Why the love for new technology in gadgets but not new technology in farming?

This article or excerpt is included in the GLP’s daily curated selection of ideologically diverse news, opinion and analysis of biotechnology innovation.

Thinking about the March Against Monsanto, what do people do to vent their frustrations at corporations like this one? They tweet through a corporate-owned company known as Twitter on their iPhones built by Apple (also a corporation). They create and edit pictures, make scary memes using Photoshop (from the corporation Adobe) to share on Facebook (are you seeing a trend?) and then hand out flyers printed from hardware built by corporations like HP or Canon.

People don’t think we need GMOs, and therefore may be against them, but want lower prices at the grocery store or the cosmetically pleasing look of a piece of fruit. The connection between the two gets lost.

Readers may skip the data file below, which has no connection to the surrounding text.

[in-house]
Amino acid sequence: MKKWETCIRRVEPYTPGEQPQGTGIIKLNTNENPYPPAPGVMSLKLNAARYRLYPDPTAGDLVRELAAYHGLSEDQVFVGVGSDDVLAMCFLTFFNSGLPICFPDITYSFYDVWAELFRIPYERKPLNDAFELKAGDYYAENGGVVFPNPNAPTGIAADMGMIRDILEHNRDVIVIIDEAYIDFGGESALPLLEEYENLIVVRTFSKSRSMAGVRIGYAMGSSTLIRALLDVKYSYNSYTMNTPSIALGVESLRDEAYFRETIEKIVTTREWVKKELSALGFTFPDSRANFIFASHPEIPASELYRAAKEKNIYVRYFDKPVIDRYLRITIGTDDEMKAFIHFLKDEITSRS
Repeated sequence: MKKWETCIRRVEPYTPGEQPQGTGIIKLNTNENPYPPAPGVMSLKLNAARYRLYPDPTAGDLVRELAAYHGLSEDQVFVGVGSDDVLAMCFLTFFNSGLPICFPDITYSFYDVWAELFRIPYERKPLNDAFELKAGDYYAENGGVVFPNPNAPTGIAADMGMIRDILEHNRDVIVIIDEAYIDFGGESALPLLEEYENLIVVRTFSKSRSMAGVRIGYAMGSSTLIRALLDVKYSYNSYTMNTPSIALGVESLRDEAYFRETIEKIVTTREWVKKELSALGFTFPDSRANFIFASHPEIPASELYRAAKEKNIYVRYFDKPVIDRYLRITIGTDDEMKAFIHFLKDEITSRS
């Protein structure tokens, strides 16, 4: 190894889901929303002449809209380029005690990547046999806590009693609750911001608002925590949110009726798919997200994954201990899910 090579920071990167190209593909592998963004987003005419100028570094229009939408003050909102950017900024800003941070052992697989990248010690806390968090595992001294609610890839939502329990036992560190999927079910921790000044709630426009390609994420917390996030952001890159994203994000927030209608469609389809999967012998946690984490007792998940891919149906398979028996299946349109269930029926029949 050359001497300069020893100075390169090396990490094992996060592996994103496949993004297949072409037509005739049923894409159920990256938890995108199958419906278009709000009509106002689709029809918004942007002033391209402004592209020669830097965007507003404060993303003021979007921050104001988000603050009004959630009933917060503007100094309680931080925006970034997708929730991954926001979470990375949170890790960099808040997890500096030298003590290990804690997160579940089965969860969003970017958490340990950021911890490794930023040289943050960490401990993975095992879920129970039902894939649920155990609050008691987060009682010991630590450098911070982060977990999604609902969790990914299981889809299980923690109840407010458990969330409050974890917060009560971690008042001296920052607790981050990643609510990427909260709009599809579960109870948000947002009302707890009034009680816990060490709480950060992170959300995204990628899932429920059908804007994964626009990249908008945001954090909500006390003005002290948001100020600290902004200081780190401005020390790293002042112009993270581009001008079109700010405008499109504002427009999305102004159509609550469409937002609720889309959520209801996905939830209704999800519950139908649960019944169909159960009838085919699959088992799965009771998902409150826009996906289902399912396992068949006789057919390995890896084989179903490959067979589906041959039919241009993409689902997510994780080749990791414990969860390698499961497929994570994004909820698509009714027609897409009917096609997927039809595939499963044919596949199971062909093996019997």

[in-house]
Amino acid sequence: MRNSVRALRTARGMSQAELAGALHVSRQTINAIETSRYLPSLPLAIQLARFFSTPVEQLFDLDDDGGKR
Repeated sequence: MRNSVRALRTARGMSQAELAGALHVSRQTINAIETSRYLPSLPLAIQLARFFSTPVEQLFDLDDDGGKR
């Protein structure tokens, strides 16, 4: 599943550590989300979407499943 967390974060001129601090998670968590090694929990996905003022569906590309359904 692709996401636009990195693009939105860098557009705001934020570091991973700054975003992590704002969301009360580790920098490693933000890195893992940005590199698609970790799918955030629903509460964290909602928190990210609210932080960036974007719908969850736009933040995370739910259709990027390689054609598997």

Related article:  Anti-GMO activists leverage glyphosate cancer reclassification to resurrect discredited claims

Trish Jordan, the Director of Public & Industry Affairs for Monsanto Canada, gets direct contact with the fear, the hate and the pandemonium that it seems to generate. “I think a challenge we face is that people don’t understand what we do at Monsanto. It’s partly because of scientific illiteracy, partly because of a lack of understanding of farm production practices, and partly because we didn’t do a good enough job when this technology first came to the market about sharing what biotechnology is all about and how it helps farmers.”

Read the full, original article: The Corporation Conundrum: Why Consumers Hate Monsanto, But Love Their iPhones

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